Bludgeoning Kittens To Death: Cruelty During Covid-19 Lockdown
The creation of a Facebook page and group during the Covid-19 lockdown called the The Great NZ Lock Up Mouse Hunt Comp is concerning on a number of levels. The aim of this group is for New Zealand hunters to hunt down and kill mice and rats, measure their bodies as you would a prize stag, and upload photos to win prizes.
It’s a boredom buster so hunters can at least have something to kill during lockdown.
To some it may appear harmless fun. But even a cursory glance at the content on the page should set alarm bells off for those people who oppose animal cruelty. The sadistic torture, maiming and dismembering of animals on this page is alarming.
This videos and photos are gruesome in the extreme and there is much gloating over their deaths. Many photos include children being involved, posing alongside dead animals. Worryingly there is also a goading among the Facebook community to inflict the most painful death possible on the animals. There have even been pictures posted of illegal forms of killing mice such as drowning them in buckets.
Even though this page says it is restricted to mice and rats, many of the people posting photos have brought in other species including stoats and cats . It is an unsavory and disturbing cyber space.
I would prefer to be anywhere else, but my concern for animals meant that I have regularly checked in on this group. Imagine my horror when I recently saw a cat in a trap, alongside the usual comments applauding this act of cruelty. “Ha ha ha pussy having a long long sleep,", was one typical comment. The cat looked like it may have been a pet cat, it’s coat glossy and healthy.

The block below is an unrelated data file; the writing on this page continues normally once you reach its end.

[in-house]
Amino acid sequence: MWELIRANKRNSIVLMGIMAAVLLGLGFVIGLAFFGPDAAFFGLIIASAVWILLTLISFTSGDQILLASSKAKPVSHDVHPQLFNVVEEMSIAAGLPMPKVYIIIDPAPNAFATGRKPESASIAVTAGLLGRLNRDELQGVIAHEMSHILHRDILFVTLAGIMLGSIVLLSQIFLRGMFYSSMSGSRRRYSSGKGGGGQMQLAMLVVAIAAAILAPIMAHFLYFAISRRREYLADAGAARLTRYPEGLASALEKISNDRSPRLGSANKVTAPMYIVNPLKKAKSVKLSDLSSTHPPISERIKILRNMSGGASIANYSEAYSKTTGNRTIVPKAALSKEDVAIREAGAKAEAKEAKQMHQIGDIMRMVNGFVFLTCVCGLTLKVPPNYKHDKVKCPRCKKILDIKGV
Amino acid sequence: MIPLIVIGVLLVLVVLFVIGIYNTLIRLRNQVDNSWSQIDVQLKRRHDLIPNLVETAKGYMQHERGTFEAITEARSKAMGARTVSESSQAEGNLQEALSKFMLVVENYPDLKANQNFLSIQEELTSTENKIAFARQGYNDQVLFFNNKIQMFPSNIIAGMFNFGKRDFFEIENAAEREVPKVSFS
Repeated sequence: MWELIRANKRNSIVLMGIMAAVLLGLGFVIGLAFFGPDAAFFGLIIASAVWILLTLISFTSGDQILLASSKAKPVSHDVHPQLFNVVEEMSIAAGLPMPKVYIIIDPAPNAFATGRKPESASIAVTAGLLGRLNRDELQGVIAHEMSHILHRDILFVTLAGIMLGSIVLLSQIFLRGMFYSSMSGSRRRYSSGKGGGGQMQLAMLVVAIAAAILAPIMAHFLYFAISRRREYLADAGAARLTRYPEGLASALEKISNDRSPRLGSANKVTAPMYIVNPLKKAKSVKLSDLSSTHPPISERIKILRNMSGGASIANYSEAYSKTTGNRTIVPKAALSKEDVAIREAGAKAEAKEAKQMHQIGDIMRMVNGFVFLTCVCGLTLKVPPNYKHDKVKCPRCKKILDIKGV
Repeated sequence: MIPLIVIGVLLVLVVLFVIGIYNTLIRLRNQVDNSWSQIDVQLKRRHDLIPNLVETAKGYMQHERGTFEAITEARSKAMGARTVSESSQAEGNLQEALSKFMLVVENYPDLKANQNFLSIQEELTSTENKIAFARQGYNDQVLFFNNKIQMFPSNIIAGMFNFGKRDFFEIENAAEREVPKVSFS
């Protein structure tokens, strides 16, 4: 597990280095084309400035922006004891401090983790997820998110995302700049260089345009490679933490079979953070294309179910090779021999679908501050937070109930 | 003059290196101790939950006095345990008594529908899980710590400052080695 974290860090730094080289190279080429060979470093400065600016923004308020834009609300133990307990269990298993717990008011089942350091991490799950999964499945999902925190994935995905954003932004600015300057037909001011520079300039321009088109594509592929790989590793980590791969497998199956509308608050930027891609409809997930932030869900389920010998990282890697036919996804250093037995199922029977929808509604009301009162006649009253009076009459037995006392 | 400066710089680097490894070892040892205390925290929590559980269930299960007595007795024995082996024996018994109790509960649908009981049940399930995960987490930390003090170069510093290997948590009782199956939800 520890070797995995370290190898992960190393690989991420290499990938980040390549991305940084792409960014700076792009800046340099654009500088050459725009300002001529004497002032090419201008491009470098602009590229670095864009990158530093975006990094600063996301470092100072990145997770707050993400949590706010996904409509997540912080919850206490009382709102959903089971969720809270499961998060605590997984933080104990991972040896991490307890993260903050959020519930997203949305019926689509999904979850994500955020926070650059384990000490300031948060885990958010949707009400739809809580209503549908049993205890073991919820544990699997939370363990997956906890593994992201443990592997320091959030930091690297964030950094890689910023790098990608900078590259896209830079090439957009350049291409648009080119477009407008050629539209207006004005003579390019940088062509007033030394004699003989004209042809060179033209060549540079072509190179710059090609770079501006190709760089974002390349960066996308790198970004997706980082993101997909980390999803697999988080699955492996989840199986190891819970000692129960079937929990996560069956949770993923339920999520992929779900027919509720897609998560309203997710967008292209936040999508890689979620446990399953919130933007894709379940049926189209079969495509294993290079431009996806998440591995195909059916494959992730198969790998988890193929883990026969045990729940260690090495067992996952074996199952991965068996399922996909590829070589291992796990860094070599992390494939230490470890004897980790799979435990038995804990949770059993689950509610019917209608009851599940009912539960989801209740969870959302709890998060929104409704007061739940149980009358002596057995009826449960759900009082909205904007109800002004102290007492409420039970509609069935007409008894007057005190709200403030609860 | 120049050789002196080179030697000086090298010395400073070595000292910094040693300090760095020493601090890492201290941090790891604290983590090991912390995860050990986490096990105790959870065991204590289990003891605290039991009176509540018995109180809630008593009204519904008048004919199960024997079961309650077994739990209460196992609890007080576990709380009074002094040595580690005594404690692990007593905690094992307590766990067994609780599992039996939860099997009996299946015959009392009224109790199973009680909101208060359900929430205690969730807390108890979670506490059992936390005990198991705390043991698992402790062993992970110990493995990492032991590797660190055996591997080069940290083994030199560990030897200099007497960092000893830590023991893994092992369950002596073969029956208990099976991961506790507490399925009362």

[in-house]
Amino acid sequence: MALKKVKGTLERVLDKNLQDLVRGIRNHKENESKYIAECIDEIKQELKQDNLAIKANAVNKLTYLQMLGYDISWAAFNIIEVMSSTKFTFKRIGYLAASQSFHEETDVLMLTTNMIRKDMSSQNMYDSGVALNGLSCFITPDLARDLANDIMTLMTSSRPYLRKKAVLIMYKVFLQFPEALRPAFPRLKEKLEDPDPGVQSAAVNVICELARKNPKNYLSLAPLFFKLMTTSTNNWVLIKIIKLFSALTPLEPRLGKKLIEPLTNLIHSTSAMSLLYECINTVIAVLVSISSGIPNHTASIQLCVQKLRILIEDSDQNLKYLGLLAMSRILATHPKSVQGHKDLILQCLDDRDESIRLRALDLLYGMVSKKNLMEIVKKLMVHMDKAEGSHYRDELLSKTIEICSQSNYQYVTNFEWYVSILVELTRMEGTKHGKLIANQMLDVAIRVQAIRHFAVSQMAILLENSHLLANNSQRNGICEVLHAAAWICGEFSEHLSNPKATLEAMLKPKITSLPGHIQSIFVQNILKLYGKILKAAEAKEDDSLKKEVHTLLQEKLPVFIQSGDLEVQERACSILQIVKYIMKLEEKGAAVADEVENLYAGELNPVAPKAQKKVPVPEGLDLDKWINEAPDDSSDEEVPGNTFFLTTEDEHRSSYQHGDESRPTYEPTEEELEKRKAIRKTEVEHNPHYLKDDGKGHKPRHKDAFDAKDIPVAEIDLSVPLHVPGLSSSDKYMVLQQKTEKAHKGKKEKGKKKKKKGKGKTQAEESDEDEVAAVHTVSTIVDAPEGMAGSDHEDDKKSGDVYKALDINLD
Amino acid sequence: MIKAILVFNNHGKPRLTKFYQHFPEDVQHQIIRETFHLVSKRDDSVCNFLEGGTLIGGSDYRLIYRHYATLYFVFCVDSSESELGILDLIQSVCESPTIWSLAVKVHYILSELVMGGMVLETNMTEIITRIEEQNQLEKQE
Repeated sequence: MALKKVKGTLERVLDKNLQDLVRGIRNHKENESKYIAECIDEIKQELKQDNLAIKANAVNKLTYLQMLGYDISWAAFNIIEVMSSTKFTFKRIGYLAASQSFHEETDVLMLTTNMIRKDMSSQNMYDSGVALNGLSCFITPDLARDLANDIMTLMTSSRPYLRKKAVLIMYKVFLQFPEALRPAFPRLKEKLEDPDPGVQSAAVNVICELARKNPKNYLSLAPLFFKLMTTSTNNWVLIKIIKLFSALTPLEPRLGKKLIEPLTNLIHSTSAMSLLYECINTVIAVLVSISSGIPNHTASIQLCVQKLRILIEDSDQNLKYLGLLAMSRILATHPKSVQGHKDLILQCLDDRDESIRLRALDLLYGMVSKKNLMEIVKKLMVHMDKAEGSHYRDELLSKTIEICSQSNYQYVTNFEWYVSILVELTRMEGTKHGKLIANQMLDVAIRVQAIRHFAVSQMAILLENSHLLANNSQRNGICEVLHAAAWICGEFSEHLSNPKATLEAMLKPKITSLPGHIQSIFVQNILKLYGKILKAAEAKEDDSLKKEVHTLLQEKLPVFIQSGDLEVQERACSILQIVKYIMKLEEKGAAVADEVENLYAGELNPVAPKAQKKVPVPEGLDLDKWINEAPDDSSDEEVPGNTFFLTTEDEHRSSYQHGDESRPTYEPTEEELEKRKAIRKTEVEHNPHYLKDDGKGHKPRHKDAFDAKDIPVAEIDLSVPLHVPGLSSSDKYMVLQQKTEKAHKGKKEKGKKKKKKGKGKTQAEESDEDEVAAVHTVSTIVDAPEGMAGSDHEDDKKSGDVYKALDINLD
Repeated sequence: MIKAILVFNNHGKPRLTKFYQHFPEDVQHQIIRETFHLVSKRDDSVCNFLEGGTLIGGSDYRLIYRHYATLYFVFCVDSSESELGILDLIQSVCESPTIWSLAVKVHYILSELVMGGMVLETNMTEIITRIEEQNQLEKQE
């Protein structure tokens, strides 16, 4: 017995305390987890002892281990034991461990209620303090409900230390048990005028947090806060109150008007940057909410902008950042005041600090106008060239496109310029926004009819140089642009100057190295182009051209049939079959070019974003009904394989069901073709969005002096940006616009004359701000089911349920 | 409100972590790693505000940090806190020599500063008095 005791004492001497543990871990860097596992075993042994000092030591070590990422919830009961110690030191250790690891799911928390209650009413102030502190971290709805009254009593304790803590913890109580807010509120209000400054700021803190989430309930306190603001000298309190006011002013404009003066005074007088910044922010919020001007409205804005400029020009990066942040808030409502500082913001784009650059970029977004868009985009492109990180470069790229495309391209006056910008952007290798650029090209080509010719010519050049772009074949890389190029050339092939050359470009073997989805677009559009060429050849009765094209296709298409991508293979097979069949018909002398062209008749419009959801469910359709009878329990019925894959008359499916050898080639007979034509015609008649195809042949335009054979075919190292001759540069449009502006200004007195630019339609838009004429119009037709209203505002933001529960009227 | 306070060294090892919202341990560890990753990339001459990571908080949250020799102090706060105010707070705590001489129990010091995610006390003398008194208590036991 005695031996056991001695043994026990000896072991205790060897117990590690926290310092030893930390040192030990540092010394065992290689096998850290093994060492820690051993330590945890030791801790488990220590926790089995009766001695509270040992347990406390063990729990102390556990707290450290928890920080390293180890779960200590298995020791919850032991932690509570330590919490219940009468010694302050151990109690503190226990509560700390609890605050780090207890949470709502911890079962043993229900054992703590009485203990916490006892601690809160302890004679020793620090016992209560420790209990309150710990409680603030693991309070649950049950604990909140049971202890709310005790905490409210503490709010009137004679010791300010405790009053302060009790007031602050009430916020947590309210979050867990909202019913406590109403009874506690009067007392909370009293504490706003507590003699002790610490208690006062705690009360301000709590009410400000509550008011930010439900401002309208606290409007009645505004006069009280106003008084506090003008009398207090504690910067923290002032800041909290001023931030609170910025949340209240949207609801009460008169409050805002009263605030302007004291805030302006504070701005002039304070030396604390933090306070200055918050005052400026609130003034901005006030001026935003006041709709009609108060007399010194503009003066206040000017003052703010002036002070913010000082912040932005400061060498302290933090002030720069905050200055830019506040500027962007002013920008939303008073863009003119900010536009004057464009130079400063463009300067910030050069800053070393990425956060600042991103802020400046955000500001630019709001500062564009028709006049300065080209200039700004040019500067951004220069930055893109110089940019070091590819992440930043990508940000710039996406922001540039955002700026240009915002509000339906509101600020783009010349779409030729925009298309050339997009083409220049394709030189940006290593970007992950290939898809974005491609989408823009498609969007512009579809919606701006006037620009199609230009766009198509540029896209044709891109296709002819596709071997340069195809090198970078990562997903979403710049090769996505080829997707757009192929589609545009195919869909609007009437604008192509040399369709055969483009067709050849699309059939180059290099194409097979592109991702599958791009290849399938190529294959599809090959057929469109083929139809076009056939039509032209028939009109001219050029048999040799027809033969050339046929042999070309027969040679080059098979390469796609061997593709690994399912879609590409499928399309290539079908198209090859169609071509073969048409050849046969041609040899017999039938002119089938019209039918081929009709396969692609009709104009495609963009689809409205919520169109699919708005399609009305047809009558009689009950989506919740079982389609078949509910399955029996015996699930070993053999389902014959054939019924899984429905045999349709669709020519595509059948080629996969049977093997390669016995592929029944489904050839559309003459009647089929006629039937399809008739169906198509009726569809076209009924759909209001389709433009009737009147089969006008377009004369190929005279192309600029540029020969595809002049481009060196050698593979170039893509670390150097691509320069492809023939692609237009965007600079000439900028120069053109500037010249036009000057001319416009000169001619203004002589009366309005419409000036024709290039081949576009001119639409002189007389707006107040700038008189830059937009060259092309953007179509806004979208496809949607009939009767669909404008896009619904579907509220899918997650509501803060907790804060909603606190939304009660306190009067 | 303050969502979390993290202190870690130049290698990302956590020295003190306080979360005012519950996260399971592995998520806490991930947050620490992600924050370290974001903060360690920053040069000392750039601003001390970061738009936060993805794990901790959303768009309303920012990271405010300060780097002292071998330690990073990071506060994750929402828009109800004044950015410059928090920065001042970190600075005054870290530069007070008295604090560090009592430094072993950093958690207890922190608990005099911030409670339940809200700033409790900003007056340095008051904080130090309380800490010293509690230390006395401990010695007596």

And then it just got a whole lot worse. In the comment section was a post by a man bragging that he had killed two cats with an air rifle, one with cross bow, six in traps and twenty-five kittens with a ping eye 2 wood. For those who don’t know, that refers to a golf club. He went on to say that the ping eye 2 wood was the only weapon he was legally allowed to have in his car.
So this person bragged on Facebook that he had bludgeoned 25 kittens to death. His only justification is an ‘out of hand’ feral cat population. And the comments in response? “Good effort”.
The page/group creator has since taken the posts down, but I think the entire Mousehunt comp Facebook page and group needs to be removed and the kitten killer investigated. Why is he talking about ‘the only weapon he is allowed to legally carry in his car?’ And who, if not someone completely devoid of empathy and feeling of any sort, is capable of bludgeoning kittens with a golf club? What could they do next?
It begs the question: what lies behind intentional animal torture and cruelty (IATC). A study by Dr. Phillip Kavanagh and his colleagues found three personality traits that underlie IATC. They are called the dark triad and include machiavellianism, narcissism and psychopathy (‘Dark Triad’).